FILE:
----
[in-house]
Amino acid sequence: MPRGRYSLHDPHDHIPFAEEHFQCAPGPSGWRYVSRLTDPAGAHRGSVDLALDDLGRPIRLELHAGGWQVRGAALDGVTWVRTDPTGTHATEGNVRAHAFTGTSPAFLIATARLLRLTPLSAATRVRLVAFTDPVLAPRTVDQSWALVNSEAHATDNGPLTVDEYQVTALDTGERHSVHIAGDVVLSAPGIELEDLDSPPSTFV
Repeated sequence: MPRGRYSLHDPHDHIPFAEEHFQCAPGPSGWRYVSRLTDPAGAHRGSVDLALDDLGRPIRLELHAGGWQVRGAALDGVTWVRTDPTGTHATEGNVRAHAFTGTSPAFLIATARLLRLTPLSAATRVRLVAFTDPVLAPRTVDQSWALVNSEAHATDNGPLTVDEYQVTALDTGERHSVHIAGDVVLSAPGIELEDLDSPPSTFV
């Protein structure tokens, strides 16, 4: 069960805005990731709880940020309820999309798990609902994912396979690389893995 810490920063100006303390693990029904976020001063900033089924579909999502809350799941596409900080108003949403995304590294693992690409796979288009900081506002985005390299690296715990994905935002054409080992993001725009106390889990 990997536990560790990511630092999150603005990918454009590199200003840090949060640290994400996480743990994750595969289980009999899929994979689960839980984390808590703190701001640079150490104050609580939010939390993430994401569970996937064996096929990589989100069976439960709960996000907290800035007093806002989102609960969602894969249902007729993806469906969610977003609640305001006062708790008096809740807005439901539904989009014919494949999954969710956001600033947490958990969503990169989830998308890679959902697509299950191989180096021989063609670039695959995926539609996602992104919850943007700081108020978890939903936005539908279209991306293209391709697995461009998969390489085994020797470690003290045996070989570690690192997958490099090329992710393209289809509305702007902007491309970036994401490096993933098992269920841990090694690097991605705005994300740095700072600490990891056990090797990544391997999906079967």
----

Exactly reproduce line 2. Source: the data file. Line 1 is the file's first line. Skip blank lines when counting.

Amino acid sequence: MPRGRYSLHDPHDHIPFAEEHFQCAPGPSGWRYVSRLTDPAGAHRGSVDLALDDLGRPIRLELHAGGWQVRGAALDGVTWVRTDPTGTHATEGNVRAHAFTGTSPAFLIATARLLRLTPLSAATRVRLVAFTDPVLAPRTVDQSWALVNSEAHATDNGPLTVDEYQVTALDTGERHSVHIAGDVVLSAPGIELEDLDSPPSTFV